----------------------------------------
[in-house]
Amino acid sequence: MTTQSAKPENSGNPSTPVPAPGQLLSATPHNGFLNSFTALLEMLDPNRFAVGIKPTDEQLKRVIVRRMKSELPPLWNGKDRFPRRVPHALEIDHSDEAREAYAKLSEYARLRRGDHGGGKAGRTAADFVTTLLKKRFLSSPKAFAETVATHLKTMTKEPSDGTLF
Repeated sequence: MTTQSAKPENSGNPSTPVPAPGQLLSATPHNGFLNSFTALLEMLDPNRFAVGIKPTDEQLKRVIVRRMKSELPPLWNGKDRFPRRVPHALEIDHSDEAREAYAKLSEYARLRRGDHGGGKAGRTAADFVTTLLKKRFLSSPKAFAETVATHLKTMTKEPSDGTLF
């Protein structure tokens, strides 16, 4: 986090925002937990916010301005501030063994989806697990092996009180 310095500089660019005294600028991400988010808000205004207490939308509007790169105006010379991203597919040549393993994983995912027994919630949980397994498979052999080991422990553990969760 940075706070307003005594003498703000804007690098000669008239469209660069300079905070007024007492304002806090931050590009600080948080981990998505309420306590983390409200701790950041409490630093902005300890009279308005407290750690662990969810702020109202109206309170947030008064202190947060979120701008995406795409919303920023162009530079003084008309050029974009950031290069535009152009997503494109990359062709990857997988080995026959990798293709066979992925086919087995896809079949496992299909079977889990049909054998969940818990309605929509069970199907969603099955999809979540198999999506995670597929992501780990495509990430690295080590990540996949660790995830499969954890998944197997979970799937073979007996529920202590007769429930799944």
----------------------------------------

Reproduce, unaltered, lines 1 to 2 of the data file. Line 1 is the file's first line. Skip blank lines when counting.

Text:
[in-house]
Amino acid sequence: MTTQSAKPENSGNPSTPVPAPGQLLSATPHNGFLNSFTALLEMLDPNRFAVGIKPTDEQLKRVIVRRMKSELPPLWNGKDRFPRRVPHALEIDHSDEAREAYAKLSEYARLRRGDHGGGKAGRTAADFVTTLLKKRFLSSPKAFAETVATHLKTMTKEPSDGTLF